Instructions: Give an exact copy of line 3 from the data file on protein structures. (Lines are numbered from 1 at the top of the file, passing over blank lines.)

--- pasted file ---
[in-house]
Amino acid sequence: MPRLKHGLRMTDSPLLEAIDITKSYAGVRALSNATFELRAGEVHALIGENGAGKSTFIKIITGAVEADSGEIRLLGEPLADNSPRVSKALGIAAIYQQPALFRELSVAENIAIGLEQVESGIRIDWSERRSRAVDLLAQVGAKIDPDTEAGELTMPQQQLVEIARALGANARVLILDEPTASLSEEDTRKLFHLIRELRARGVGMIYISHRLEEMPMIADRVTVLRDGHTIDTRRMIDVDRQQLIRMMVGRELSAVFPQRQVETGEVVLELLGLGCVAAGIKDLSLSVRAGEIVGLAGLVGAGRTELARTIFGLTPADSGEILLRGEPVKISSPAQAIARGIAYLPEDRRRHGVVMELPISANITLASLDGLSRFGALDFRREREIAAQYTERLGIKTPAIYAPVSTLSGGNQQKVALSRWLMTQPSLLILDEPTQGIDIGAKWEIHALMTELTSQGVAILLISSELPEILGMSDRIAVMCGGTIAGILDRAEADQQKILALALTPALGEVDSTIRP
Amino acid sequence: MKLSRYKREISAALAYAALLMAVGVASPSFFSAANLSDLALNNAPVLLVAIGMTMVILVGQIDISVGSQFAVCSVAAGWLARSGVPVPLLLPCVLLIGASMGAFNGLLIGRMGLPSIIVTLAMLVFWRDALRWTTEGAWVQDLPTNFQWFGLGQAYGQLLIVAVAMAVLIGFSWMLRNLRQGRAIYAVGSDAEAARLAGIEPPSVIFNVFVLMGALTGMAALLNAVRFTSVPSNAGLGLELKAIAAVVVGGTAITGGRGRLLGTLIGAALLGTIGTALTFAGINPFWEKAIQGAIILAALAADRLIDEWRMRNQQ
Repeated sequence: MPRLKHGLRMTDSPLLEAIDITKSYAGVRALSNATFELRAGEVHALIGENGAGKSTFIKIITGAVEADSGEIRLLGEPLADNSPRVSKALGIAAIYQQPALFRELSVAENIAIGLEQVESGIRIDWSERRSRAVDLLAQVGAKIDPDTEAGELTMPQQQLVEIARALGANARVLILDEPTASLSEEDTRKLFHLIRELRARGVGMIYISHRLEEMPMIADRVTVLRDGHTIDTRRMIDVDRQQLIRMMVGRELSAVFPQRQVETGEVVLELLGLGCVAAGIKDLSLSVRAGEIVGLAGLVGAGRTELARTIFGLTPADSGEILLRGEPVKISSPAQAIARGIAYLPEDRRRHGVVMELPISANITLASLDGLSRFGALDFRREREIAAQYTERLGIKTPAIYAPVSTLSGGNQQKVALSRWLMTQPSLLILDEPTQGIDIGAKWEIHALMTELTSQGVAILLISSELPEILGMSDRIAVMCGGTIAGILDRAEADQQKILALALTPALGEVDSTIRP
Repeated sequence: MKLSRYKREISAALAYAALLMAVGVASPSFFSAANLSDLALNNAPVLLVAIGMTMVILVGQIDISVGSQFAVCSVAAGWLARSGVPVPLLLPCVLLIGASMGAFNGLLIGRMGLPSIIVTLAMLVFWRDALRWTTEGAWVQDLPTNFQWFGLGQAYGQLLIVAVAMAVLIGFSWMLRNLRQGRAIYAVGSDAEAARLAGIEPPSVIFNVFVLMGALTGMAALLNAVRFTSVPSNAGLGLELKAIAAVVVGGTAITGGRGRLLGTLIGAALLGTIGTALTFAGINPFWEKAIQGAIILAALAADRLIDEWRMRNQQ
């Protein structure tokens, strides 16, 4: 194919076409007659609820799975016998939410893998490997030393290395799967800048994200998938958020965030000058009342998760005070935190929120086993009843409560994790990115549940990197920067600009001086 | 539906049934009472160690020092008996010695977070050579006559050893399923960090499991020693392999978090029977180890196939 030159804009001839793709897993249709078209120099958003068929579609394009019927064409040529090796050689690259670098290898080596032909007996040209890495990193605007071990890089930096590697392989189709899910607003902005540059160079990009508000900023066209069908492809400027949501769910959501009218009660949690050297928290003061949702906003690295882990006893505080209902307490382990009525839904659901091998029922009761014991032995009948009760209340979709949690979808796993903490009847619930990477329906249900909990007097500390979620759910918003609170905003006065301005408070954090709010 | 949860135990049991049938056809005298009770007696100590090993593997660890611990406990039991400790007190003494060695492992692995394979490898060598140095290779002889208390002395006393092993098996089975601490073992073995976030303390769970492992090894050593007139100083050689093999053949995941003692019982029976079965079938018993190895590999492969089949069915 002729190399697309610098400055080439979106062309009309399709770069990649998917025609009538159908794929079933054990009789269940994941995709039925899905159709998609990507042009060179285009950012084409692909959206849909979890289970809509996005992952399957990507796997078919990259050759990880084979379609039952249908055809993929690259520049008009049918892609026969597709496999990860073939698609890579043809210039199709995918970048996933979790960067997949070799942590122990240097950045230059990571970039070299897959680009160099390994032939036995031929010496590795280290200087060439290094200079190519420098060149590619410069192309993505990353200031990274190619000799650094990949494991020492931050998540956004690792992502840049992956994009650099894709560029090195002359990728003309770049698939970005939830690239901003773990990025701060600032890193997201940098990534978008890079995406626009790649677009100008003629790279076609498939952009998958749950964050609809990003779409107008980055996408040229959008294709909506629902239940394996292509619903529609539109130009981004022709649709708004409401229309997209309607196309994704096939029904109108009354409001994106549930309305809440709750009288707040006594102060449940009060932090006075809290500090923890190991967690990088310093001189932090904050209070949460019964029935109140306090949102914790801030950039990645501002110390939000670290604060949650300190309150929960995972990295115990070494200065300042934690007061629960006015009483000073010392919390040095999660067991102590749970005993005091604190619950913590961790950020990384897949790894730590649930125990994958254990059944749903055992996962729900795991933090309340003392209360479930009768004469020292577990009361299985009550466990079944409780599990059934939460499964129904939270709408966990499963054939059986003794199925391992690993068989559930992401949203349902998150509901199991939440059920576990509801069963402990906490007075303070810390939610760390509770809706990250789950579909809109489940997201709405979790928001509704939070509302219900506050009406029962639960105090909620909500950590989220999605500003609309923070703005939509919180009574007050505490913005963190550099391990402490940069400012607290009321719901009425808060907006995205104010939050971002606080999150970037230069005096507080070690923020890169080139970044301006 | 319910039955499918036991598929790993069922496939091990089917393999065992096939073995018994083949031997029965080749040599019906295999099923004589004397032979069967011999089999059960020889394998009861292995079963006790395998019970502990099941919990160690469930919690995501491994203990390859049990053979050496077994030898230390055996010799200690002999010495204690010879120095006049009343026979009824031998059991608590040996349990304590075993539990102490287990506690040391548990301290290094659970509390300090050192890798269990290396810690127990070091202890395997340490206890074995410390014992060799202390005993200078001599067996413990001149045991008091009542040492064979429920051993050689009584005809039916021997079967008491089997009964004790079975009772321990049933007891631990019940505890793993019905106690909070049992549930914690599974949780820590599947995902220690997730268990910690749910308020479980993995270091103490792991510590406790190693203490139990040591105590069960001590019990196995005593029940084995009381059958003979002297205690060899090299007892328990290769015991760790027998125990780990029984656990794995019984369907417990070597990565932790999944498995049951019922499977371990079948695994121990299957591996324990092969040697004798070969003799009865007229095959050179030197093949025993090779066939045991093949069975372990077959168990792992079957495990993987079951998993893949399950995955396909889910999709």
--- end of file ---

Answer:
Amino acid sequence: MKLSRYKREISAALAYAALLMAVGVASPSFFSAANLSDLALNNAPVLLVAIGMTMVILVGQIDISVGSQFAVCSVAAGWLARSGVPVPLLLPCVLLIGASMGAFNGLLIGRMGLPSIIVTLAMLVFWRDALRWTTEGAWVQDLPTNFQWFGLGQAYGQLLIVAVAMAVLIGFSWMLRNLRQGRAIYAVGSDAEAARLAGIEPPSVIFNVFVLMGALTGMAALLNAVRFTSVPSNAGLGLELKAIAAVVVGGTAITGGRGRLLGTLIGAALLGTIGTALTFAGINPFWEKAIQGAIILAALAADRLIDEWRMRNQQ